In Heliopolis of Phoenicia at the time of the Emperor Trajan (a.d. 98-117), there lived a notorious harlot, Eudokia, who had become very wealthy plying her dishonorable trade. One night she happened to overhear the prayers, psalmody, and spiritual reading of the elderly monk Germanus, who was the guest of her neighbor. As she listened closely with her heart and mind, she saw her sinful life for the first time without excuses, and then went to the monk the next morning to be instructed in repentance.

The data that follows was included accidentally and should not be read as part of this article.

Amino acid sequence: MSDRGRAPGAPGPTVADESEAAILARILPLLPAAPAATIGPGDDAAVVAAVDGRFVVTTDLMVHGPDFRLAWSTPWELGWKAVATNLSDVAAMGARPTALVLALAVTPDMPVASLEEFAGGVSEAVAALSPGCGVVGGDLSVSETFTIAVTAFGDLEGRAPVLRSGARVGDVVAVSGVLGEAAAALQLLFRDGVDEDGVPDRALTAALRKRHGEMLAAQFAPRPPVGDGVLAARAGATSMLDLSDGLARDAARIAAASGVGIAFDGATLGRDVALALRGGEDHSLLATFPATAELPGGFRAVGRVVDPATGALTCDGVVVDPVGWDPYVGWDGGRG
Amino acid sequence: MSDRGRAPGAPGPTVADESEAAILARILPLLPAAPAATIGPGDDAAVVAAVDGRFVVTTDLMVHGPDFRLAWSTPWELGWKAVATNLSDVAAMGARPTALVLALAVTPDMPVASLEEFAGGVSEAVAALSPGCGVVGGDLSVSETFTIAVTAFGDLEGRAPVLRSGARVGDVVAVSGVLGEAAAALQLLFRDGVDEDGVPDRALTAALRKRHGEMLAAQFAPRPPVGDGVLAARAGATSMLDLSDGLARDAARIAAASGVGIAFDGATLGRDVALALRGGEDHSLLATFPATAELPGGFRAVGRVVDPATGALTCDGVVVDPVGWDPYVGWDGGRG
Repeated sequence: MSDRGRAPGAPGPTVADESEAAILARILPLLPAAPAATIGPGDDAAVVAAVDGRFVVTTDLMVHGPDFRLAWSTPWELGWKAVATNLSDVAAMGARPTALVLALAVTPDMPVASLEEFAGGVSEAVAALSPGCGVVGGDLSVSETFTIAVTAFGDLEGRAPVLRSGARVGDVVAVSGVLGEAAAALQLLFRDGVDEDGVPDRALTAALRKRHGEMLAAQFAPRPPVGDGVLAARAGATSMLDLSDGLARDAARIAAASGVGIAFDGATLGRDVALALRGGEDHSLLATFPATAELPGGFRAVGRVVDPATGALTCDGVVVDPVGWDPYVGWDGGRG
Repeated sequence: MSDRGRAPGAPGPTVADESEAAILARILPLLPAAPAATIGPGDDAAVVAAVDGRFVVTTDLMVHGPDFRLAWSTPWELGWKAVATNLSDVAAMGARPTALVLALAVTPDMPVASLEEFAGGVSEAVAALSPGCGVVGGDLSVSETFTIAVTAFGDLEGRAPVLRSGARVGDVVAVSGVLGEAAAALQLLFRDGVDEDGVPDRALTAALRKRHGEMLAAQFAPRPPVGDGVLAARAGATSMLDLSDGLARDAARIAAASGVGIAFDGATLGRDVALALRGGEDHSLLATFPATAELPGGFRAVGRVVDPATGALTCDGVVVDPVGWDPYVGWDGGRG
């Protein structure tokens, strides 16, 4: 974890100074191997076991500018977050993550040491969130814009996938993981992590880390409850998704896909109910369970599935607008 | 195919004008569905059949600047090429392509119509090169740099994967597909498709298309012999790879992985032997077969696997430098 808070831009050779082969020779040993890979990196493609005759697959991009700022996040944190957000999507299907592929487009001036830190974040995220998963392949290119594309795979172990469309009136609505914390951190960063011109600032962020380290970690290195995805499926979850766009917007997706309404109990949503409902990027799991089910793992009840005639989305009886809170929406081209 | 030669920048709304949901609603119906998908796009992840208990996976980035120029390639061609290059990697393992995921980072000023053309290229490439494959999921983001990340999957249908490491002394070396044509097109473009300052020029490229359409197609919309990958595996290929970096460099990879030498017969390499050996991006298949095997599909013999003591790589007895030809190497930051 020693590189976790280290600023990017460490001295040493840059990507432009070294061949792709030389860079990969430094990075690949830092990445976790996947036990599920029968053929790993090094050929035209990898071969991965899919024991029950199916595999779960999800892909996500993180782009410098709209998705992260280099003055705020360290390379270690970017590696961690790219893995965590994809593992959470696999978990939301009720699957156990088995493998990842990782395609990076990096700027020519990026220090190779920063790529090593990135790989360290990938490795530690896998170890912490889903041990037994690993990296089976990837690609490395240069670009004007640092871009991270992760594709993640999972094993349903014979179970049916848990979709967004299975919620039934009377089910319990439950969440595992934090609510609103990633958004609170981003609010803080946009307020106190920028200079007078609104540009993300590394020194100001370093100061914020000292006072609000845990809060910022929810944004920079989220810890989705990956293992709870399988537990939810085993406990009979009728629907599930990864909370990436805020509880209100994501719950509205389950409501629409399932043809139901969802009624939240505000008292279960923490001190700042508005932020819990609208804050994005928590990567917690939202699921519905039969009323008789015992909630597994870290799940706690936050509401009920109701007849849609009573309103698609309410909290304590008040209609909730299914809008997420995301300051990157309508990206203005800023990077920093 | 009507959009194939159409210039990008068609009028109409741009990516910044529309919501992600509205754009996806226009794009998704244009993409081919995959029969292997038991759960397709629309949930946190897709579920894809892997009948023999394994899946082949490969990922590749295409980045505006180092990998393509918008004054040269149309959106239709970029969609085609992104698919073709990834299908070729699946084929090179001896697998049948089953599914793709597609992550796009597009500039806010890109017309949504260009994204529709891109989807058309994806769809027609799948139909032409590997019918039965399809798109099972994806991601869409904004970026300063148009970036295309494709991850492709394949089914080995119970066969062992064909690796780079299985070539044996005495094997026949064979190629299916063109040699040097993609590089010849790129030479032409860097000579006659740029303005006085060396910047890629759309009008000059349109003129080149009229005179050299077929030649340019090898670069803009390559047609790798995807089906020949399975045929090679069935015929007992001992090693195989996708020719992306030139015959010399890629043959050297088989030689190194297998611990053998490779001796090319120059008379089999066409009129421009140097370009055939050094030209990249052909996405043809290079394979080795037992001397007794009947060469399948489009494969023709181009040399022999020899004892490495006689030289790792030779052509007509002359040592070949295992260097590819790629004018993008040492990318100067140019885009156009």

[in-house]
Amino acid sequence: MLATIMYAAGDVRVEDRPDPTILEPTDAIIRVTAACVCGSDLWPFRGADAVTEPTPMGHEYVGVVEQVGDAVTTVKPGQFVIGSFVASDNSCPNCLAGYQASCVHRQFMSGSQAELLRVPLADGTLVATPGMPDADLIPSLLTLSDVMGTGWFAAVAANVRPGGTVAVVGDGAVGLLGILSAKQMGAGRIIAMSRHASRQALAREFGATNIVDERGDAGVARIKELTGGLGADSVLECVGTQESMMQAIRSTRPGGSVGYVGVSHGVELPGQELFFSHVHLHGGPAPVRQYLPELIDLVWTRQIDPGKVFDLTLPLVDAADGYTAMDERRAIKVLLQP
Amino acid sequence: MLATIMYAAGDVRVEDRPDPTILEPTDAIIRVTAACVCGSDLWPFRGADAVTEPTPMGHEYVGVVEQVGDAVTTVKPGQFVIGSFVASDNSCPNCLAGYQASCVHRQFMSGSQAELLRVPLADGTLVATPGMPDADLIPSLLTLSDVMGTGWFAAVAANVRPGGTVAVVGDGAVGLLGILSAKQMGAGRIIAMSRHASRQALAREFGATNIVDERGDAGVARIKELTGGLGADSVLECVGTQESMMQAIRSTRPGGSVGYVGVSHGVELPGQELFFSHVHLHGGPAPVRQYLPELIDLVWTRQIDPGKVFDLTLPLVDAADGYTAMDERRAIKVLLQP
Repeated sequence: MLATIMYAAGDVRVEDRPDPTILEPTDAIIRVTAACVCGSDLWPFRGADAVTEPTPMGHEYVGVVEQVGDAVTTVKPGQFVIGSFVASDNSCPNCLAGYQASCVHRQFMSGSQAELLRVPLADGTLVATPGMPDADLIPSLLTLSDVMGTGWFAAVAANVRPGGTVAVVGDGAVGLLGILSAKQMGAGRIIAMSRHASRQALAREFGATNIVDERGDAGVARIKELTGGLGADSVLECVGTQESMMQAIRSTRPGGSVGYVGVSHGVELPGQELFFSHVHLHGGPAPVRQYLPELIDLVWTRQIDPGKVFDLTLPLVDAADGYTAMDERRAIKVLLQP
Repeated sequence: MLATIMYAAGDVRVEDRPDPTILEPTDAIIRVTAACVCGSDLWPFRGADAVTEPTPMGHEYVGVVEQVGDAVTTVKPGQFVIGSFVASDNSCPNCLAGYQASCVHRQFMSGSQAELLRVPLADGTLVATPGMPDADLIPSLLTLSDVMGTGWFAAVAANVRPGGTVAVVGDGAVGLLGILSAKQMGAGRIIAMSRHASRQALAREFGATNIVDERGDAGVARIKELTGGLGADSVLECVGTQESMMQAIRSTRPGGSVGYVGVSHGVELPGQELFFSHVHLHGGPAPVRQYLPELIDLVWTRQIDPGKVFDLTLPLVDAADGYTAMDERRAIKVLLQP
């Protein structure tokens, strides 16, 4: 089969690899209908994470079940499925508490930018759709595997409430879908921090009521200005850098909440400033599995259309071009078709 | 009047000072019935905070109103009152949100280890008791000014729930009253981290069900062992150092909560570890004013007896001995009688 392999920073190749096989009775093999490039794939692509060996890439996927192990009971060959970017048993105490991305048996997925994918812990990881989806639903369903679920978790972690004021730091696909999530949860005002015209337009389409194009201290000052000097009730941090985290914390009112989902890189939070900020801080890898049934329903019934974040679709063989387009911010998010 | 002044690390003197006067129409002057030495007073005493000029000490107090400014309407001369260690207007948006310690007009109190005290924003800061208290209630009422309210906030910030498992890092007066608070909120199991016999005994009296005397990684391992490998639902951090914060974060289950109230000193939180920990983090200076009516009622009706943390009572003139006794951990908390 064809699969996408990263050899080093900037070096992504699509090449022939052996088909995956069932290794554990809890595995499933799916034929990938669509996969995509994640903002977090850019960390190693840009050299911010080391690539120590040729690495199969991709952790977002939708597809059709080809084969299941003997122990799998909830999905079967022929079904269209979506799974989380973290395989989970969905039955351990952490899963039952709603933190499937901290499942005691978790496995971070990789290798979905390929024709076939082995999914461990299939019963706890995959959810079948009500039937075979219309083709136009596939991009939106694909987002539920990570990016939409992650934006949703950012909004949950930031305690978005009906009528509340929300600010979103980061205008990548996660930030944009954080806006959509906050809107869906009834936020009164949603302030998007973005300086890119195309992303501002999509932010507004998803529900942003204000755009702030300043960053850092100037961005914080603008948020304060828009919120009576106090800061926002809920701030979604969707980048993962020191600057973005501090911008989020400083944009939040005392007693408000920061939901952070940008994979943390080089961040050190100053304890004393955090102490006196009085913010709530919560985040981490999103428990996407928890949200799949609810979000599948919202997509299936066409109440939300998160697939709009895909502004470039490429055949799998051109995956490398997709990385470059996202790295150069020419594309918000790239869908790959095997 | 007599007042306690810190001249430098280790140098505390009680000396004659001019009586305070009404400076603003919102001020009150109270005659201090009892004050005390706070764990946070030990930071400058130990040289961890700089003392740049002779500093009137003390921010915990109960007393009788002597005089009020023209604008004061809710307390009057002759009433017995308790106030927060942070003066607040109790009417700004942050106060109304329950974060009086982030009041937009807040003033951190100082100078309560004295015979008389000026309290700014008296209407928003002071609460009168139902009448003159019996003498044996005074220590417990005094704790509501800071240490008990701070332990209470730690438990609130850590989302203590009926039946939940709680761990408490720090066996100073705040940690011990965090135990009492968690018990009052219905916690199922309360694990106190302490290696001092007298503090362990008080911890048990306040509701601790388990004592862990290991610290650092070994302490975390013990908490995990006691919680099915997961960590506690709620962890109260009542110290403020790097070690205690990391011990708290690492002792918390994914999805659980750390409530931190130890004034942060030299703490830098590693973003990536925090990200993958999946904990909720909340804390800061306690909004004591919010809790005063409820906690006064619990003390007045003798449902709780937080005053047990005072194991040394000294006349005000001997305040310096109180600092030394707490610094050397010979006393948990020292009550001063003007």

After a long conversation with Germanus, St. Eudokia went to the local bishop and asked for baptism, and after entry into the doors of the Heavenly Church in that baptism, she gave all of her goods and wealth away to the poor, and entered a woman’s monastery. She struggled there in her life of repentance, prayer, vigils, and fasting so sincerely, that after 13 months the sisters chose her as their new abbess, in which position she continued for 55 years, caring for the many souls under her care. When a new persecution of Christians began in that area, St. Eudokia was the first to be arrested, giving her head to the sword in a.d. 107.